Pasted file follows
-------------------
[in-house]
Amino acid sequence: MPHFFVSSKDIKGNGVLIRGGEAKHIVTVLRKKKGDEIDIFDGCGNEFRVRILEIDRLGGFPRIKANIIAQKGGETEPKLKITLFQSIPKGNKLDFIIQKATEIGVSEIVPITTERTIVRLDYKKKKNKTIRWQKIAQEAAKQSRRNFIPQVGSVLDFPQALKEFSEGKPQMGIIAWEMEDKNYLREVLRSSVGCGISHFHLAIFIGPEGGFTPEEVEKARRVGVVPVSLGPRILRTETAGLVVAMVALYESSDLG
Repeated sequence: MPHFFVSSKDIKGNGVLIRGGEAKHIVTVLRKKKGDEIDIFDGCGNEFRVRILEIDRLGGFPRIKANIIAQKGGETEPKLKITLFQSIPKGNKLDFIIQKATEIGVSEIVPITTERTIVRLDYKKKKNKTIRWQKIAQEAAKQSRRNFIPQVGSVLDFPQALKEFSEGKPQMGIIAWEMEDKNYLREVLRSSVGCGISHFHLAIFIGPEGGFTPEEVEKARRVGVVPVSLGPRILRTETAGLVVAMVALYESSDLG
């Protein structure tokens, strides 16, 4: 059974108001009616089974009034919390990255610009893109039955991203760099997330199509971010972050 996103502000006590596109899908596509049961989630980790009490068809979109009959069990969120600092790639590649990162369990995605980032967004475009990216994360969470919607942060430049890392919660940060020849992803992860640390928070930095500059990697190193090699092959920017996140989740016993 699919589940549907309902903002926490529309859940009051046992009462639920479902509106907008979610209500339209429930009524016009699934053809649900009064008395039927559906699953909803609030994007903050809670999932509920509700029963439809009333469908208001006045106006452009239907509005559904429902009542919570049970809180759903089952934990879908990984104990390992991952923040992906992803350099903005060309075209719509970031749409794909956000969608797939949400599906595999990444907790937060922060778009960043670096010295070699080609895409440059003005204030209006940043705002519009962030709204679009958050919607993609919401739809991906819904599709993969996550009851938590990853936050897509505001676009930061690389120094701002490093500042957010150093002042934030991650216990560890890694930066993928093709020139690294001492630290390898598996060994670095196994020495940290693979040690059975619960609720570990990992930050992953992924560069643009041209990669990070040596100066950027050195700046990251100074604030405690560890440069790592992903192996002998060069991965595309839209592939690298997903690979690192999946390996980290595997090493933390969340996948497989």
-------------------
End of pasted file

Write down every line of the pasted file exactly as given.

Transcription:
[in-house]
Amino acid sequence: MPHFFVSSKDIKGNGVLIRGGEAKHIVTVLRKKKGDEIDIFDGCGNEFRVRILEIDRLGGFPRIKANIIAQKGGETEPKLKITLFQSIPKGNKLDFIIQKATEIGVSEIVPITTERTIVRLDYKKKKNKTIRWQKIAQEAAKQSRRNFIPQVGSVLDFPQALKEFSEGKPQMGIIAWEMEDKNYLREVLRSSVGCGISHFHLAIFIGPEGGFTPEEVEKARRVGVVPVSLGPRILRTETAGLVVAMVALYESSDLG
Repeated sequence: MPHFFVSSKDIKGNGVLIRGGEAKHIVTVLRKKKGDEIDIFDGCGNEFRVRILEIDRLGGFPRIKANIIAQKGGETEPKLKITLFQSIPKGNKLDFIIQKATEIGVSEIVPITTERTIVRLDYKKKKNKTIRWQKIAQEAAKQSRRNFIPQVGSVLDFPQALKEFSEGKPQMGIIAWEMEDKNYLREVLRSSVGCGISHFHLAIFIGPEGGFTPEEVEKARRVGVVPVSLGPRILRTETAGLVVAMVALYESSDLG
């Protein structure tokens, strides 16, 4: 059974108001009616089974009034919390990255610009893109039955991203760099997330199509971010972050 996103502000006590596109899908596509049961989630980790009490068809979109009959069990969120600092790639590649990162369990995605980032967004475009990216994360969470919607942060430049890392919660940060020849992803992860640390928070930095500059990697190193090699092959920017996140989740016993 699919589940549907309902903002926490529309859940009051046992009462639920479902509106907008979610209500339209429930009524016009699934053809649900009064008395039927559906699953909803609030994007903050809670999932509920509700029963439809009333469908208001006045106006452009239907509005559904429902009542919570049970809180759903089952934990879908990984104990390992991952923040992906992803350099903005060309075209719509970031749409794909956000969608797939949400599906595999990444907790937060922060778009960043670096010295070699080609895409440059003005204030209006940043705002519009962030709204679009958050919607993609919401739809991906819904599709993969996550009851938590990853936050897509505001676009930061690389120094701002490093500042957010150093002042934030991650216990560890890694930066993928093709020139690294001492630290390898598996060994670095196994020495940290693979040690059975619960609720570990990992930050992953992924560069643009041209990669990070040596100066950027050195700046990251100074604030405690560890440069790592992903192996002998060069991965595309839209592939690298997903690979690192999946390996980290595997090493933390969340996948497989």